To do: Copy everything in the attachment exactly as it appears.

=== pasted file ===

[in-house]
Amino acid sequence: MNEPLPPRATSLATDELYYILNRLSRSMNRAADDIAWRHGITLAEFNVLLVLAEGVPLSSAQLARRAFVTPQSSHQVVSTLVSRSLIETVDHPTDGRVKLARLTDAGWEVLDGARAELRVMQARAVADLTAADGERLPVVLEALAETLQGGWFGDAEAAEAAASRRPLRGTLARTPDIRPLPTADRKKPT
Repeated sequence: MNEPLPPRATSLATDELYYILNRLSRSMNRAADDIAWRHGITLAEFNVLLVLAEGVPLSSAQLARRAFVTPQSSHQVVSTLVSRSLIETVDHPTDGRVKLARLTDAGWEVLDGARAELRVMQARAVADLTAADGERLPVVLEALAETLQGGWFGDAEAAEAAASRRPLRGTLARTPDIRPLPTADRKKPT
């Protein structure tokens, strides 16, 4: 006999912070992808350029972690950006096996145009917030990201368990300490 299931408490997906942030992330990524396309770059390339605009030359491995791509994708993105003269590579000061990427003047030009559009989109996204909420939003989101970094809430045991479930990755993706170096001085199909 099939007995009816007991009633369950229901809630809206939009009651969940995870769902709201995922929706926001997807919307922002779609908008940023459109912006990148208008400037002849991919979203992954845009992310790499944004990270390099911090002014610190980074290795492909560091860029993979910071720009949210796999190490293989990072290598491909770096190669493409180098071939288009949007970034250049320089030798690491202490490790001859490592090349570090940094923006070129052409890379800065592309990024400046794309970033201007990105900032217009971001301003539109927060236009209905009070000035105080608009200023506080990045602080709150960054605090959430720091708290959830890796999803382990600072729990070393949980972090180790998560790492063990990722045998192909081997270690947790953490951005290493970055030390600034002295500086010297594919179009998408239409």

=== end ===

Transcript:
[in-house]
Amino acid sequence: MNEPLPPRATSLATDELYYILNRLSRSMNRAADDIAWRHGITLAEFNVLLVLAEGVPLSSAQLARRAFVTPQSSHQVVSTLVSRSLIETVDHPTDGRVKLARLTDAGWEVLDGARAELRVMQARAVADLTAADGERLPVVLEALAETLQGGWFGDAEAAEAAASRRPLRGTLARTPDIRPLPTADRKKPT
Repeated sequence: MNEPLPPRATSLATDELYYILNRLSRSMNRAADDIAWRHGITLAEFNVLLVLAEGVPLSSAQLARRAFVTPQSSHQVVSTLVSRSLIETVDHPTDGRVKLARLTDAGWEVLDGARAELRVMQARAVADLTAADGERLPVVLEALAETLQGGWFGDAEAAEAAASRRPLRGTLARTPDIRPLPTADRKKPT
């Protein structure tokens, strides 16, 4: 006999912070992808350029972690950006096996145009917030990201368990300490 299931408490997906942030992330990524396309770059390339605009030359491995791509994708993105003269590579000061990427003047030009559009989109996204909420939003989101970094809430045991479930990755993706170096001085199909 099939007995009816007991009633369950229901809630809206939009009651969940995870769902709201995922929706926001997807919307922002779609908008940023459109912006990148208008400037002849991919979203992954845009992310790499944004990270390099911090002014610190980074290795492909560091860029993979910071720009949210796999190490293989990072290598491909770096190669493409180098071939288009949007970034250049320089030798690491202490490790001859490592090349570090940094923006070129052409890379800065592309990024400046794309970033201007990105900032217009971001301003539109927060236009209905009070000035105080608009200023506080990045602080709150960054605090959430720091708290959830890796999803382990600072729990070393949980972090180790998560790492063990990722045998192909081997270690947790953490951005290493970055030390600034002295500086010297594919179009998408239409």